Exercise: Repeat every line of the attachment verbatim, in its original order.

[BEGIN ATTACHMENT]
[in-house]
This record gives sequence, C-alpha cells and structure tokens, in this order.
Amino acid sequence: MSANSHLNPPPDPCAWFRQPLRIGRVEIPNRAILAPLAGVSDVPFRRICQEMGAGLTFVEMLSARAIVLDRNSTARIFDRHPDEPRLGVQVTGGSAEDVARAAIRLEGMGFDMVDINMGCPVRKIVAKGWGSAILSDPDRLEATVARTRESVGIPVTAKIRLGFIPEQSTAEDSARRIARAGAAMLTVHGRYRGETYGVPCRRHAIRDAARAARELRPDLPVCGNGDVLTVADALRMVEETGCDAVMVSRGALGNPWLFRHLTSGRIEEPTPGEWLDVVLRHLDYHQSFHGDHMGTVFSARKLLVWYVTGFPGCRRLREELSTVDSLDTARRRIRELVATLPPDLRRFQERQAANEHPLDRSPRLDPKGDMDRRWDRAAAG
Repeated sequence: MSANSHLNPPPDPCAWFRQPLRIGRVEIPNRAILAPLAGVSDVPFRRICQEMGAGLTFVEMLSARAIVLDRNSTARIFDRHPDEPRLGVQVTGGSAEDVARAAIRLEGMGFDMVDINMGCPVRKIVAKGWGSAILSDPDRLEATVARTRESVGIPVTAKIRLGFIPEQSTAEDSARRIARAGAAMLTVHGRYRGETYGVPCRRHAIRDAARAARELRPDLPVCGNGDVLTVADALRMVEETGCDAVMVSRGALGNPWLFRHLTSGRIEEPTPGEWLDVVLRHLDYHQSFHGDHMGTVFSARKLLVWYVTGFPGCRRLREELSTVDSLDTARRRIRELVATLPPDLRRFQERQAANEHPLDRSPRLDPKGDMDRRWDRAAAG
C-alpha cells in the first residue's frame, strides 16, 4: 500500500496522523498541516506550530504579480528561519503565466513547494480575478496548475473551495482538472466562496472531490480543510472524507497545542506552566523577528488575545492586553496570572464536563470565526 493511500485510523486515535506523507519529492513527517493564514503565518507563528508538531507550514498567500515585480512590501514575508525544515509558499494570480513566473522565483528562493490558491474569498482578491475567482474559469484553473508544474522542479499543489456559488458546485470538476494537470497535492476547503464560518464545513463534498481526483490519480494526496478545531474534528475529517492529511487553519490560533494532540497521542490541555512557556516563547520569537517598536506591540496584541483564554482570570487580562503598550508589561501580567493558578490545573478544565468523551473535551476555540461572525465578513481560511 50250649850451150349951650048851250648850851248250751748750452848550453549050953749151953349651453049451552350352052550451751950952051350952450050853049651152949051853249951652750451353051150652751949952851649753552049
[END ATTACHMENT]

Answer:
[in-house]
This record gives sequence, C-alpha cells and structure tokens, in this order.
Amino acid sequence: MSANSHLNPPPDPCAWFRQPLRIGRVEIPNRAILAPLAGVSDVPFRRICQEMGAGLTFVEMLSARAIVLDRNSTARIFDRHPDEPRLGVQVTGGSAEDVARAAIRLEGMGFDMVDINMGCPVRKIVAKGWGSAILSDPDRLEATVARTRESVGIPVTAKIRLGFIPEQSTAEDSARRIARAGAAMLTVHGRYRGETYGVPCRRHAIRDAARAARELRPDLPVCGNGDVLTVADALRMVEETGCDAVMVSRGALGNPWLFRHLTSGRIEEPTPGEWLDVVLRHLDYHQSFHGDHMGTVFSARKLLVWYVTGFPGCRRLREELSTVDSLDTARRRIRELVATLPPDLRRFQERQAANEHPLDRSPRLDPKGDMDRRWDRAAAG
Repeated sequence: MSANSHLNPPPDPCAWFRQPLRIGRVEIPNRAILAPLAGVSDVPFRRICQEMGAGLTFVEMLSARAIVLDRNSTARIFDRHPDEPRLGVQVTGGSAEDVARAAIRLEGMGFDMVDINMGCPVRKIVAKGWGSAILSDPDRLEATVARTRESVGIPVTAKIRLGFIPEQSTAEDSARRIARAGAAMLTVHGRYRGETYGVPCRRHAIRDAARAARELRPDLPVCGNGDVLTVADALRMVEETGCDAVMVSRGALGNPWLFRHLTSGRIEEPTPGEWLDVVLRHLDYHQSFHGDHMGTVFSARKLLVWYVTGFPGCRRLREELSTVDSLDTARRRIRELVATLPPDLRRFQERQAANEHPLDRSPRLDPKGDMDRRWDRAAAG
C-alpha cells in the first residue's frame, strides 16, 4: 500500500496522523498541516506550530504579480528561519503565466513547494480575478496548475473551495482538472466562496472531490480543510472524507497545542506552566523577528488575545492586553496570572464536563470565526 493511500485510523486515535506523507519529492513527517493564514503565518507563528508538531507550514498567500515585480512590501514575508525544515509558499494570480513566473522565483528562493490558491474569498482578491475567482474559469484553473508544474522542479499543489456559488458546485470538476494537470497535492476547503464560518464545513463534498481526483490519480494526496478545531474534528475529517492529511487553519490560533494532540497521542490541555512557556516563547520569537517598536506591540496584541483564554482570570487580562503598550508589561501580567493558578490545573478544565468523551473535551476555540461572525465578513481560511 50250649850451150349951650048851250648850851248250751748750452848550453549050953749151953349651453049451552350352052550451751950952051350952450050853049651152949051853249951652750451353051150652751949952851649753552049